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Wild Beauty: Photographs of the Columbia River Gorge, 1867 - 1957
George Weister, Untitled (Submerged Forest and Wind Mountain), c. 1914, Gelatin silver print, Collection of the Oregon Historical Society.
PORTLAND, OR.-The Portland Art Museum will present Wild Beauty: Photographs of the Columbia River Gorge, 1867–1957, on view at the Museum October 4, 2008 through January 11, 2009. Organized by Terry Toedtemeier—the Museum's Curator of Photography since 1986 and an accomplished photographer—the exhibition presents approximately 250 historic images that illuminate the majesty of the Columbia River Gorge through nine decades of profound transformation. Beyond their value as historical records, these images stand as extraordinary works of art that chronicle an ever changing range of styles in landscape photography.

"For many of the most important art photographers searching for aesthetic inspiration, it has been the Columbia River Gorge in particular that has satisfied their intense visual curiosity," states Brian Ferriso, Executive Director of the Portland Art Museum. "Key figures in the history of photography have all journeyed throughout the Gorge to create some of our most inspired photographic masterworks. Wild Beauty captures a moment in the history of art that is both locally based and internationally significant."

About the Exhibition - The Columbia River Gorge has long been revered as one of the most picturesque natural settings in the Pacific Northwest. Spanning a 90-mile passage—from the Columbia River's confluence with the Sandy River to where it merges with the Deschutes River—the continuously changing landscape is rife with lava formations, dramatic basalt cliffs, numerous waterfalls, and lush vegetation. It is a storied geography that has witnessed the evolution of equally rich cultural, industrial and economic histories.

Coinciding with the 150th anniversary of Oregon's statehood, the exhibition provides a historic window into the significant developments of the Columbia River Gorge. From the 10,000 year-old Native American fishing grounds of Celilo Falls to the dams built to supply the increasing demand for electricity, the concurrent advancements in photographic technology documented the inspiration that numerous photographers found in the landscape alongside the transformation they witnessed. "In effect, photography and the developing West grew up together," states Toedtemeier.

Toedtemeier's passionate inquiry into the legacy of historic images of the Columbia River Gorge began in the 1970s. In fact, it was viewing an album of Carleton Watkins work that inspired him to become a curator. For three decades, Toedtemeier collaborated with numerous historians and archivists—most notably, Tom Robinson, The Historic Photo Archive; Megan Freidel, Oregon Historical Society; and Jim Scheppke, Oregon State Library—to piece together stories and information about the Columbia River Gorge that would otherwise have been destined to become forgotten fragments of a national treasure. "People have never been able to see the Columbia River Gorge like this," explains Toedtemeier. "Some stories exist because of one piece of paper, sometimes, not even that—just a negative."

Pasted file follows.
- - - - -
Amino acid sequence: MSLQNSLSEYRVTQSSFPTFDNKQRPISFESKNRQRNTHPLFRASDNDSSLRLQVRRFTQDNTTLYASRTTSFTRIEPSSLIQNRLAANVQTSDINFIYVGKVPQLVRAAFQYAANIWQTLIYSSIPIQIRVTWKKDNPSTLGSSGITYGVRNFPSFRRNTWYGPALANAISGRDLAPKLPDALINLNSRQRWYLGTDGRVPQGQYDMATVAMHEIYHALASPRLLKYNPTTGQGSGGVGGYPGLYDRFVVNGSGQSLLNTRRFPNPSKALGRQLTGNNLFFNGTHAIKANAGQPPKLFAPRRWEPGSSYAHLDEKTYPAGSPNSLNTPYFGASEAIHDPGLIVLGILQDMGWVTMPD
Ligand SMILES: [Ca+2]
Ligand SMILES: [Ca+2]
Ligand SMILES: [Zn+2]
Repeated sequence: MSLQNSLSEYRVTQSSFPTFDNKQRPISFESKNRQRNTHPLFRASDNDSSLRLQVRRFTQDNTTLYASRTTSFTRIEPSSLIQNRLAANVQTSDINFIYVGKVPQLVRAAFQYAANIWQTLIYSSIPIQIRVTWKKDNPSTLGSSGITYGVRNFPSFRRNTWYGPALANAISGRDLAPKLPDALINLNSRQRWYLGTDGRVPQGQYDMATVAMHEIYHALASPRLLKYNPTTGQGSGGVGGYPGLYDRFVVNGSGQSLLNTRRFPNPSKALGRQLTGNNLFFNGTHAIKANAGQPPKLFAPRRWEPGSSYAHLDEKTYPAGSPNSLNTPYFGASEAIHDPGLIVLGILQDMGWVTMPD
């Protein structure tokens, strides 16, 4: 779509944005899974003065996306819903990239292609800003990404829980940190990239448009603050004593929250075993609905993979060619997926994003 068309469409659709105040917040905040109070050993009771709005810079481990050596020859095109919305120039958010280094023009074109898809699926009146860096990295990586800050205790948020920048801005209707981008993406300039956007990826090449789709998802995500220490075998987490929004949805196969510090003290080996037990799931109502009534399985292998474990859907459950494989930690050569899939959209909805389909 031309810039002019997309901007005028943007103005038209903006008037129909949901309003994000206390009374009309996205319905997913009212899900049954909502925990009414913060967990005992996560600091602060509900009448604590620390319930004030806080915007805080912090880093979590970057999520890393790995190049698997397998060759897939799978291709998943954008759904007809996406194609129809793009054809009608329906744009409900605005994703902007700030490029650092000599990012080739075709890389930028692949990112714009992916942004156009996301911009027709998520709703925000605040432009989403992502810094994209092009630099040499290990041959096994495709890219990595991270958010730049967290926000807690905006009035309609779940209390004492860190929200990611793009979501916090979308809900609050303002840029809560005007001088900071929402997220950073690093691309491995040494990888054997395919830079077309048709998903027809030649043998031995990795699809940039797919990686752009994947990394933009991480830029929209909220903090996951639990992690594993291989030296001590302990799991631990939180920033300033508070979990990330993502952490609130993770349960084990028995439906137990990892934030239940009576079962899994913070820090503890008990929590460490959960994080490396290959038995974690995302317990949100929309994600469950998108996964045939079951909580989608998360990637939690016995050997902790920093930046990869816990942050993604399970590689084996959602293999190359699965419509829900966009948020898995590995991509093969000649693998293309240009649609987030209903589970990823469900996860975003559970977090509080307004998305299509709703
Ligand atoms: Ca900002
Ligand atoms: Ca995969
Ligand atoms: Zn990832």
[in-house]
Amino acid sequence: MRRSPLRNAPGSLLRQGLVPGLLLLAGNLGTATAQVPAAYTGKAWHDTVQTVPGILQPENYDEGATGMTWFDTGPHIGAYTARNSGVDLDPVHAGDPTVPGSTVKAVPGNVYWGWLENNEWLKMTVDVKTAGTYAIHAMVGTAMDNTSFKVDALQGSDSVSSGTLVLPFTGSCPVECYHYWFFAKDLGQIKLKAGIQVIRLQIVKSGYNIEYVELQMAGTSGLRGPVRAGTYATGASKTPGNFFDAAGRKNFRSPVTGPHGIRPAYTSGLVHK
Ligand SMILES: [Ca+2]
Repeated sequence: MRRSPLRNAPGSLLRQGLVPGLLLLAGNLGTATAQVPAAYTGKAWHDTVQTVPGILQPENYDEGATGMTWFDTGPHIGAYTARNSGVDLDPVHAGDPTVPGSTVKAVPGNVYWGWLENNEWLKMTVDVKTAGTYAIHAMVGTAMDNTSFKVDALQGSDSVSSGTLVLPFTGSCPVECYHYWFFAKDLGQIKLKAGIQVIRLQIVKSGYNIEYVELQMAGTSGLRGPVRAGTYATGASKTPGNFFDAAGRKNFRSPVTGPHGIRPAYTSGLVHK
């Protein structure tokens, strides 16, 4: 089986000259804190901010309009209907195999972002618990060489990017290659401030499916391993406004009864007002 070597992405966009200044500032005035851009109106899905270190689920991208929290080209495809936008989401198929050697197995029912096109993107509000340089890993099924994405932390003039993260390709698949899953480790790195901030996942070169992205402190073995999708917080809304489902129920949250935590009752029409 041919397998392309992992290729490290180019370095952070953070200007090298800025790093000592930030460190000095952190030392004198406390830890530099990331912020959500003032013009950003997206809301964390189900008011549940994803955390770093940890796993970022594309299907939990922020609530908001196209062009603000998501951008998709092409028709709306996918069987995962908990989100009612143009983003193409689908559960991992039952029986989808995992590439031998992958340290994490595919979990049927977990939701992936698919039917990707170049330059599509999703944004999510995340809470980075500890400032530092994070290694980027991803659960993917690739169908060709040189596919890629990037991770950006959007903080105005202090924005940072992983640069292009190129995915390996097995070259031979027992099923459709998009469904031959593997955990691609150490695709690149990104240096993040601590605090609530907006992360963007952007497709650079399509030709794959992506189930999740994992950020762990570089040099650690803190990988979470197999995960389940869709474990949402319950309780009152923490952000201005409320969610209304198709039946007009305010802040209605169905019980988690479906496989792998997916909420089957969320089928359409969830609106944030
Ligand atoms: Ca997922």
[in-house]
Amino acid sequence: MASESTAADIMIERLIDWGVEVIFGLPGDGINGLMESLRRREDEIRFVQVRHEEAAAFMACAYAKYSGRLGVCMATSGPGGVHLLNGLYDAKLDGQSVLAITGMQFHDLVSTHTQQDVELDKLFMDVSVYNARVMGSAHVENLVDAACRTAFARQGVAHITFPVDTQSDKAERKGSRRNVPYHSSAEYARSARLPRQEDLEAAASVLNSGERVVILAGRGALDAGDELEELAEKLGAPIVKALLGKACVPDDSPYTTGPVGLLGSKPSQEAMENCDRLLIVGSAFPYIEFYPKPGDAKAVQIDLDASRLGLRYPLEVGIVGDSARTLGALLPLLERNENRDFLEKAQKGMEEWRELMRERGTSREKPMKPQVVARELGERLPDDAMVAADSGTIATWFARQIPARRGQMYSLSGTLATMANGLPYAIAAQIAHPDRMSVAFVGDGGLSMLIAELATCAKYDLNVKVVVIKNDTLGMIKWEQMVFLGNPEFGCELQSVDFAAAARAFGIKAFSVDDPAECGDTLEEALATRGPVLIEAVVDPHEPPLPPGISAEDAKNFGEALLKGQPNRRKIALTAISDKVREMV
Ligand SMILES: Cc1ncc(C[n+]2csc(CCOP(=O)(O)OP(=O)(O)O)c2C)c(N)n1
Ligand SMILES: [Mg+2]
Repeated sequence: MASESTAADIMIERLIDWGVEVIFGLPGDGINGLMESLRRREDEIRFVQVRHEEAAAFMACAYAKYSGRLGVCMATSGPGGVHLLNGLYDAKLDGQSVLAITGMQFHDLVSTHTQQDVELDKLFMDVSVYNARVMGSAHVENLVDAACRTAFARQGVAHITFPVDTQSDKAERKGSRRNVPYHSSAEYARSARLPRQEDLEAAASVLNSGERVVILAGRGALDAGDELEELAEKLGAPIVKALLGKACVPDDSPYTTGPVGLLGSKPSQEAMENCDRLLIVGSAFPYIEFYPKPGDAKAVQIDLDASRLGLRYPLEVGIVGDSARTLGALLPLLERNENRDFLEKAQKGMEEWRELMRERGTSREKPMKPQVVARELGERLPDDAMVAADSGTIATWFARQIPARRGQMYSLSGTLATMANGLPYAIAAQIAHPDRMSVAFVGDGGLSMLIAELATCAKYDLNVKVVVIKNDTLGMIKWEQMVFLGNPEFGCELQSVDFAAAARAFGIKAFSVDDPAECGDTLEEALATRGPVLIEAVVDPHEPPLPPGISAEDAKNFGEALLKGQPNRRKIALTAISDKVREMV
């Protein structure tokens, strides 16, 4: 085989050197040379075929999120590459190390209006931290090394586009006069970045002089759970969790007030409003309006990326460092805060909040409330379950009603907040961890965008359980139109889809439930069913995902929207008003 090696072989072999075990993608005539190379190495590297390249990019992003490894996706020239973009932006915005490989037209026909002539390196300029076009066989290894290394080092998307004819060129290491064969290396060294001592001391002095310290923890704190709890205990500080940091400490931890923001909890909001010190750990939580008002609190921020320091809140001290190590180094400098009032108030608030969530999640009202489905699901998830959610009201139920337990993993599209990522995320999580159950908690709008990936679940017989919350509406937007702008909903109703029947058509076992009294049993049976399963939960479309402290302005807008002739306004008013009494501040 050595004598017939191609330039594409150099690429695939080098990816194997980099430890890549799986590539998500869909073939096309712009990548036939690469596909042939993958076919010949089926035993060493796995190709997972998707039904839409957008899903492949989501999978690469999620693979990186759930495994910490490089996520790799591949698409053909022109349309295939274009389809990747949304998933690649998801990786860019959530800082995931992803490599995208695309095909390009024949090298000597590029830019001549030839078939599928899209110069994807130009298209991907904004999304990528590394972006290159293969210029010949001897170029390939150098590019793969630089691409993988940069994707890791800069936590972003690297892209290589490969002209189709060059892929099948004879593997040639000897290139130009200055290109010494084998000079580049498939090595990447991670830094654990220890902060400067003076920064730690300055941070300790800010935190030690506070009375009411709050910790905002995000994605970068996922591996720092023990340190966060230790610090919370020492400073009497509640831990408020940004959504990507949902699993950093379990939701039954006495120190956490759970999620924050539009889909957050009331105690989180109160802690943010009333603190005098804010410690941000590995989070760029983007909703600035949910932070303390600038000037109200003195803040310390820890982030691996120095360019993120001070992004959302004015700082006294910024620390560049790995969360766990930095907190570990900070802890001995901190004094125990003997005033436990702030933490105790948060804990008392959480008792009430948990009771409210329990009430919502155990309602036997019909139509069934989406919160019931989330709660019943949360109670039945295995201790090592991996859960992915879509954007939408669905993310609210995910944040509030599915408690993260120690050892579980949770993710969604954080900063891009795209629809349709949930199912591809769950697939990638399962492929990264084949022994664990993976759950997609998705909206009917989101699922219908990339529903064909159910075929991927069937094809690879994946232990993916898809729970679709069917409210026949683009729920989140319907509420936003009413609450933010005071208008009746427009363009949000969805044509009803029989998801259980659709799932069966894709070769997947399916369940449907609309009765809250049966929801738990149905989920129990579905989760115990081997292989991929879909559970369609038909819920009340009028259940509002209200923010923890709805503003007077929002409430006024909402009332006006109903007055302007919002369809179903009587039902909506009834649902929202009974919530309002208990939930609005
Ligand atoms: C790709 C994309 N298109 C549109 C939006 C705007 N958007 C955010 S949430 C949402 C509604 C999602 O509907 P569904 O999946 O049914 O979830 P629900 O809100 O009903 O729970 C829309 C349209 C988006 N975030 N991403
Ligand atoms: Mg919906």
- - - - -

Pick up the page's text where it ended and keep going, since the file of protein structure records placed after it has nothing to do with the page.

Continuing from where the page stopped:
With this exhibition, the images come to the fore as objects. Audiences have the opportunity to see the historic photographs in their found state—flaws and all—many of which are the only known copies. Toedtemeier himself printed approximately ten percent of the images on view, typically when only a negative was known to exist. He also worked diligently to reprint some images in need of conservation, reversing the fading and discoloration of the aging process in some, and eliminating holes and tears in others. With each individual image, he let his research and understanding of each photographer's vision guide his process and techniques.

The Wild Beauty exhibition has been inspired in both title and substance by a book that Toedtemeier has co-authored with book designer and editor John Laursen. "Photographs are inevitably an imperfect witness," they state in its epilogue, "what they are able to show us was shaped by the visions and temperaments of individual photographers, by the access they had, by their purposes for making pictures, and by the choices they made. They have been further shaped by time's indifferent determination of which fragile prints and negatives would survive the degradations of light and moisture and temperature."





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